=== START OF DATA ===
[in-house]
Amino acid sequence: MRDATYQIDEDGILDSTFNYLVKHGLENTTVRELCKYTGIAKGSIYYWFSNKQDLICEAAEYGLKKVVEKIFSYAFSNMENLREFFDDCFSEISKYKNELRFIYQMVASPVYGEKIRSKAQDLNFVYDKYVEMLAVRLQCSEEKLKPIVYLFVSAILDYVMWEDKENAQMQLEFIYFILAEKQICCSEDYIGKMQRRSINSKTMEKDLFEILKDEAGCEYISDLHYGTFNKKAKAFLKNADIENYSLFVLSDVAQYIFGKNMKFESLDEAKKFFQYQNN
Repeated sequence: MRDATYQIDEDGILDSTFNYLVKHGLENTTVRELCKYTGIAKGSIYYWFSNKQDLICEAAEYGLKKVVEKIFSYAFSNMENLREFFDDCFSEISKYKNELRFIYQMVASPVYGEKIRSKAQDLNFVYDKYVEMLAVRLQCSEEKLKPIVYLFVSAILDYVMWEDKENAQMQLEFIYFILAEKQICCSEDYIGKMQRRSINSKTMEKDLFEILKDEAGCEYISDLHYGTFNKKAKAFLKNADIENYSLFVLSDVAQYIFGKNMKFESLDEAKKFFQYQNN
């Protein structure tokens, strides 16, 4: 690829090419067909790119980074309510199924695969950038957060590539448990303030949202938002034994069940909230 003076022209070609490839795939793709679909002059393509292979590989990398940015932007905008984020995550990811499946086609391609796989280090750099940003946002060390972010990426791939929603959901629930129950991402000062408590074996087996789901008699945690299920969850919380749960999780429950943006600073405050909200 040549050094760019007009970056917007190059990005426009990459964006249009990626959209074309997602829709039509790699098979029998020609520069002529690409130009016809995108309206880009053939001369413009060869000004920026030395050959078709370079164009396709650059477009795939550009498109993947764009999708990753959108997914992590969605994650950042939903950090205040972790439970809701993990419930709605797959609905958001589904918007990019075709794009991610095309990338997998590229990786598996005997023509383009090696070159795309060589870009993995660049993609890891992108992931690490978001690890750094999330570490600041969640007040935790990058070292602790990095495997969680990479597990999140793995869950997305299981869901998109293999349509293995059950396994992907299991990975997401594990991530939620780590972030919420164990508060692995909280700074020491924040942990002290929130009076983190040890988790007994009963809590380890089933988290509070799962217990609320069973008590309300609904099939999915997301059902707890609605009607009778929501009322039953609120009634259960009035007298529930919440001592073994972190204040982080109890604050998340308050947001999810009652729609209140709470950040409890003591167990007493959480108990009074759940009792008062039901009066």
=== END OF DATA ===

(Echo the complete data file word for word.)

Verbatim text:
[in-house]
Amino acid sequence: MRDATYQIDEDGILDSTFNYLVKHGLENTTVRELCKYTGIAKGSIYYWFSNKQDLICEAAEYGLKKVVEKIFSYAFSNMENLREFFDDCFSEISKYKNELRFIYQMVASPVYGEKIRSKAQDLNFVYDKYVEMLAVRLQCSEEKLKPIVYLFVSAILDYVMWEDKENAQMQLEFIYFILAEKQICCSEDYIGKMQRRSINSKTMEKDLFEILKDEAGCEYISDLHYGTFNKKAKAFLKNADIENYSLFVLSDVAQYIFGKNMKFESLDEAKKFFQYQNN
Repeated sequence: MRDATYQIDEDGILDSTFNYLVKHGLENTTVRELCKYTGIAKGSIYYWFSNKQDLICEAAEYGLKKVVEKIFSYAFSNMENLREFFDDCFSEISKYKNELRFIYQMVASPVYGEKIRSKAQDLNFVYDKYVEMLAVRLQCSEEKLKPIVYLFVSAILDYVMWEDKENAQMQLEFIYFILAEKQICCSEDYIGKMQRRSINSKTMEKDLFEILKDEAGCEYISDLHYGTFNKKAKAFLKNADIENYSLFVLSDVAQYIFGKNMKFESLDEAKKFFQYQNN
């Protein structure tokens, strides 16, 4: 690829090419067909790119980074309510199924695969950038957060590539448990303030949202938002034994069940909230 003076022209070609490839795939793709679909002059393509292979590989990398940015932007905008984020995550990811499946086609391609796989280090750099940003946002060390972010990426791939929603959901629930129950991402000062408590074996087996789901008699945690299920969850919380749960999780429950943006600073405050909200 040549050094760019007009970056917007190059990005426009990459964006249009990626959209074309997602829709039509790699098979029998020609520069002529690409130009016809995108309206880009053939001369413009060869000004920026030395050959078709370079164009396709650059477009795939550009498109993947764009999708990753959108997914992590969605994650950042939903950090205040972790439970809701993990419930709605797959609905958001589904918007990019075709794009991610095309990338997998590229990786598996005997023509383009090696070159795309060589870009993995660049993609890891992108992931690490978001690890750094999330570490600041969640007040935790990058070292602790990095495997969680990479597990999140793995869950997305299981869901998109293999349509293995059950396994992907299991990975997401594990991530939620780590972030919420164990508060692995909280700074020491924040942990002290929130009076983190040890988790007994009963809590380890089933988290509070799962217990609320069973008590309300609904099939999915997301059902707890609605009607009778929501009322039953609120009634259960009035007298529930919440001592073994972190204040982080109890604050998340308050947001999810009652729609209140709470950040409890003591167990007493959480108990009074759940009792008062039901009066």